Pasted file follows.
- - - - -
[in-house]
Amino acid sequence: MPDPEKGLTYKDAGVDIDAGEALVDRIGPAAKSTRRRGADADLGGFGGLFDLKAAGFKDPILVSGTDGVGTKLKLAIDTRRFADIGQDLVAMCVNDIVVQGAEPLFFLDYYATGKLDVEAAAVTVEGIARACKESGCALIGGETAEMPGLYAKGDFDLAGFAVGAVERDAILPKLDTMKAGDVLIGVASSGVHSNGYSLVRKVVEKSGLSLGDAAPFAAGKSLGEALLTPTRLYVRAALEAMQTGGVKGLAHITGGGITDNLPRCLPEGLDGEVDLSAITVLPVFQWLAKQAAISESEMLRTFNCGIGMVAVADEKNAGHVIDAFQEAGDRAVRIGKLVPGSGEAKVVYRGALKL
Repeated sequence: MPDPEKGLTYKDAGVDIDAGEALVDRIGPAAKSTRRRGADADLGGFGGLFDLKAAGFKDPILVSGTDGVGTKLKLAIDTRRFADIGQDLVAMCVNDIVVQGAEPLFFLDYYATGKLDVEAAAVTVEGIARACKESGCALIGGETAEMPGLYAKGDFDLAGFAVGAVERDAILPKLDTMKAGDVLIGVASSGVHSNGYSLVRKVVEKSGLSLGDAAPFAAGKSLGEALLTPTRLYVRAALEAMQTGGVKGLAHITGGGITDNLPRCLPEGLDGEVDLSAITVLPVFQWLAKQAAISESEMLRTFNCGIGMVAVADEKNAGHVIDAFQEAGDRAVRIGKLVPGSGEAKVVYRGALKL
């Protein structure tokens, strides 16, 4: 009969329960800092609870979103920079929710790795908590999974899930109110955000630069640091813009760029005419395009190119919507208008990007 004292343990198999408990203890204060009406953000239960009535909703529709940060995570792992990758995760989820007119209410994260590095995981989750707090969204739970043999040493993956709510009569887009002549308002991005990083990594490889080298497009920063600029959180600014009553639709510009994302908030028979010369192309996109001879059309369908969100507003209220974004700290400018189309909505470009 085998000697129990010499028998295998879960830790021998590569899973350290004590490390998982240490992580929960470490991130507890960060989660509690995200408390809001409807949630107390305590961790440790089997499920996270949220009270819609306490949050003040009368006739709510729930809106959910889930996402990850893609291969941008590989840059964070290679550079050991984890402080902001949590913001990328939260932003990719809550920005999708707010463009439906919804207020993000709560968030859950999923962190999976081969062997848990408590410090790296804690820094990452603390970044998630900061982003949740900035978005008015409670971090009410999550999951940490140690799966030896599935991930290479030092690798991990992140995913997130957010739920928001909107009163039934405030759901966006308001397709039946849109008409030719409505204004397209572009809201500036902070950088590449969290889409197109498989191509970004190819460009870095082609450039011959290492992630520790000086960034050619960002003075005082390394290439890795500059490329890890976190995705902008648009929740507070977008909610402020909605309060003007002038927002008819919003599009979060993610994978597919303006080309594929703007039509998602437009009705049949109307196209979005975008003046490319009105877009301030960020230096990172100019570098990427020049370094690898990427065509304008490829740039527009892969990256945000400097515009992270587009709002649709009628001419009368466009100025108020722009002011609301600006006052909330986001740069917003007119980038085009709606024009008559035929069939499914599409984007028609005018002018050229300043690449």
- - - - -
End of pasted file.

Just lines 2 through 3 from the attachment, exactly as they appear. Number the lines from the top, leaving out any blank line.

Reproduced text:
Amino acid sequence: MPDPEKGLTYKDAGVDIDAGEALVDRIGPAAKSTRRRGADADLGGFGGLFDLKAAGFKDPILVSGTDGVGTKLKLAIDTRRFADIGQDLVAMCVNDIVVQGAEPLFFLDYYATGKLDVEAAAVTVEGIARACKESGCALIGGETAEMPGLYAKGDFDLAGFAVGAVERDAILPKLDTMKAGDVLIGVASSGVHSNGYSLVRKVVEKSGLSLGDAAPFAAGKSLGEALLTPTRLYVRAALEAMQTGGVKGLAHITGGGITDNLPRCLPEGLDGEVDLSAITVLPVFQWLAKQAAISESEMLRTFNCGIGMVAVADEKNAGHVIDAFQEAGDRAVRIGKLVPGSGEAKVVYRGALKL
Repeated sequence: MPDPEKGLTYKDAGVDIDAGEALVDRIGPAAKSTRRRGADADLGGFGGLFDLKAAGFKDPILVSGTDGVGTKLKLAIDTRRFADIGQDLVAMCVNDIVVQGAEPLFFLDYYATGKLDVEAAAVTVEGIARACKESGCALIGGETAEMPGLYAKGDFDLAGFAVGAVERDAILPKLDTMKAGDVLIGVASSGVHSNGYSLVRKVVEKSGLSLGDAAPFAAGKSLGEALLTPTRLYVRAALEAMQTGGVKGLAHITGGGITDNLPRCLPEGLDGEVDLSAITVLPVFQWLAKQAAISESEMLRTFNCGIGMVAVADEKNAGHVIDAFQEAGDRAVRIGKLVPGSGEAKVVYRGALKL